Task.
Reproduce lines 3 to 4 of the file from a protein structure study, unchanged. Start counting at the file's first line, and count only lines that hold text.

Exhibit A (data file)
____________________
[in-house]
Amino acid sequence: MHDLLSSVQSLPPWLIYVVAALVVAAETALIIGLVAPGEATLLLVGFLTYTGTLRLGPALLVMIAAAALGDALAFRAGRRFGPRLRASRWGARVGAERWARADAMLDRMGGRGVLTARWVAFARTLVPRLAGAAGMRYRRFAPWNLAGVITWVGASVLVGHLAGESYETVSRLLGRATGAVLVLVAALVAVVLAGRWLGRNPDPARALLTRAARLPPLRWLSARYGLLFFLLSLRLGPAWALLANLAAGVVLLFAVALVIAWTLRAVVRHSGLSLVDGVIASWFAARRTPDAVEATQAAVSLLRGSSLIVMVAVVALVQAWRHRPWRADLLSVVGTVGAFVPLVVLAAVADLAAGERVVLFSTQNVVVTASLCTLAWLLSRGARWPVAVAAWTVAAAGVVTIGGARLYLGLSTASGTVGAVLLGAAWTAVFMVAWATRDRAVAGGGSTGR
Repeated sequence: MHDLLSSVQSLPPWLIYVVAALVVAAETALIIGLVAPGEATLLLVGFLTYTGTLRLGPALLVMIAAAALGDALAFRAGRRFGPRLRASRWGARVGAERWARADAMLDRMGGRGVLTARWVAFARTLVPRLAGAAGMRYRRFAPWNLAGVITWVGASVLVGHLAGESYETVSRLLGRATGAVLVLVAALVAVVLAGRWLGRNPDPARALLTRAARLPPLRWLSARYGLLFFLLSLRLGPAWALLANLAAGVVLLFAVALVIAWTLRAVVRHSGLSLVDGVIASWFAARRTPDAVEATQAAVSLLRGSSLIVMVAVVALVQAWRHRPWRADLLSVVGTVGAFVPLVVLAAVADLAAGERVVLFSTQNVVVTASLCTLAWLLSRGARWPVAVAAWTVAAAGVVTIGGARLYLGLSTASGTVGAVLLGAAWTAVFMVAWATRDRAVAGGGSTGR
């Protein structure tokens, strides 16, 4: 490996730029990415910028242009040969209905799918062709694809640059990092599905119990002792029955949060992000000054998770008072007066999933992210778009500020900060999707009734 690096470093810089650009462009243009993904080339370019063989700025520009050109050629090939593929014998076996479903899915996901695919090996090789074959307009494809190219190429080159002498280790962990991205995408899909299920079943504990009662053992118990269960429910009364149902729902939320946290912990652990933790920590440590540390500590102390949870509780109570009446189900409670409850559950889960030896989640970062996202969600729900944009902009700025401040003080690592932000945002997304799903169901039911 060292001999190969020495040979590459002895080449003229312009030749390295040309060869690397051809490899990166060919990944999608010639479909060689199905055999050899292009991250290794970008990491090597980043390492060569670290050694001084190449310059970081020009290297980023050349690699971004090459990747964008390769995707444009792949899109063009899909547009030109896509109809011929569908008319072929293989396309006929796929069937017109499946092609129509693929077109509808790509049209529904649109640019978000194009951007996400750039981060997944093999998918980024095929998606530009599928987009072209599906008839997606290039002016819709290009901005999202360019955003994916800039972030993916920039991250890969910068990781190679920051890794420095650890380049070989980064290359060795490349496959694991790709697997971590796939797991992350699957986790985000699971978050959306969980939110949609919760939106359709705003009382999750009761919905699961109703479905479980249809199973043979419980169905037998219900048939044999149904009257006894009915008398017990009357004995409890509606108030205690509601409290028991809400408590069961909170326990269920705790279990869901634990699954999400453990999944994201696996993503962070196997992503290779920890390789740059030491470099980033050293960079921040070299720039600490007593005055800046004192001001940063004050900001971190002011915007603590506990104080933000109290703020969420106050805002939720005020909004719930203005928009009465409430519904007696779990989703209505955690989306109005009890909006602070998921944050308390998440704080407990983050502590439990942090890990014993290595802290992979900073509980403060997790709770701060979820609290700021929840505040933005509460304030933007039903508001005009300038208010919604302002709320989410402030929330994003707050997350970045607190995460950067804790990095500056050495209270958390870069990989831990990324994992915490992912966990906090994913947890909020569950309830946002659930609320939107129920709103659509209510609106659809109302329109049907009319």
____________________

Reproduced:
Repeated sequence: MHDLLSSVQSLPPWLIYVVAALVVAAETALIIGLVAPGEATLLLVGFLTYTGTLRLGPALLVMIAAAALGDALAFRAGRRFGPRLRASRWGARVGAERWARADAMLDRMGGRGVLTARWVAFARTLVPRLAGAAGMRYRRFAPWNLAGVITWVGASVLVGHLAGESYETVSRLLGRATGAVLVLVAALVAVVLAGRWLGRNPDPARALLTRAARLPPLRWLSARYGLLFFLLSLRLGPAWALLANLAAGVVLLFAVALVIAWTLRAVVRHSGLSLVDGVIASWFAARRTPDAVEATQAAVSLLRGSSLIVMVAVVALVQAWRHRPWRADLLSVVGTVGAFVPLVVLAAVADLAAGERVVLFSTQNVVVTASLCTLAWLLSRGARWPVAVAAWTVAAAGVVTIGGARLYLGLSTASGTVGAVLLGAAWTAVFMVAWATRDRAVAGGGSTGR
């Protein structure tokens, strides 16, 4: 490996730029990415910028242009040969209905799918062709694809640059990092599905119990002792029955949060992000000054998770008072007066999933992210778009500020900060999707009734 690096470093810089650009462009243009993904080339370019063989700025520009050109050629090939593929014998076996479903899915996901695919090996090789074959307009494809190219190429080159002498280790962990991205995408899909299920079943504990009662053992118990269960429910009364149902729902939320946290912990652990933790920590440590540390500590102390949870509780109570009446189900409670409850559950889960030896989640970062996202969600729900944009902009700025401040003080690592932000945002997304799903169901039911 060292001999190969020495040979590459002895080449003229312009030749390295040309060869690397051809490899990166060919990944999608010639479909060689199905055999050899292009991250290794970008990491090597980043390492060569670290050694001084190449310059970081020009290297980023050349690699971004090459990747964008390769995707444009792949899109063009899909547009030109896509109809011929569908008319072929293989396309006929796929069937017109499946092609129509693929077109509808790509049209529904649109640019978000194009951007996400750039981060997944093999998918980024095929998606530009599928987009072209599906008839997606290039002016819709290009901005999202360019955003994916800039972030993916920039991250890969910068990781190679920051890794420095650890380049070989980064290359060795490349496959694991790709697997971590796939797991992350699957986790985000699971978050959306969980939110949609919760939106359709705003009382999750009761919905699961109703479905479980249809199973043979419980169905037998219900048939044999149904009257006894009915008398017990009357004995409890509606108030205690509601409290028991809400408590069961909170326990269920705790279990869901634990699954999400453990999944994201696996993503962070196997992503290779920890390789740059030491470099980033050293960079921040070299720039600490007593005055800046004192001001940063004050900001971190002011915007603590506990104080933000109290703020969420106050805002939720005020909004719930203005928009009465409430519904007696779990989703209505955690989306109005009890909006602070998921944050308390998440704080407990983050502590439990942090890990014993290595802290992979900073509980403060997790709770701060979820609290700021929840505040933005509460304030933007039903508001005009300038208010919604302002709320989410402030929330994003707050997350970045607190995460950067804790990095500056050495209270958390870069990989831990990324994992915490992912966990906090994913947890909020569950309830946002659930609320939107129920709103659509209510609106659809109302329109049907009319």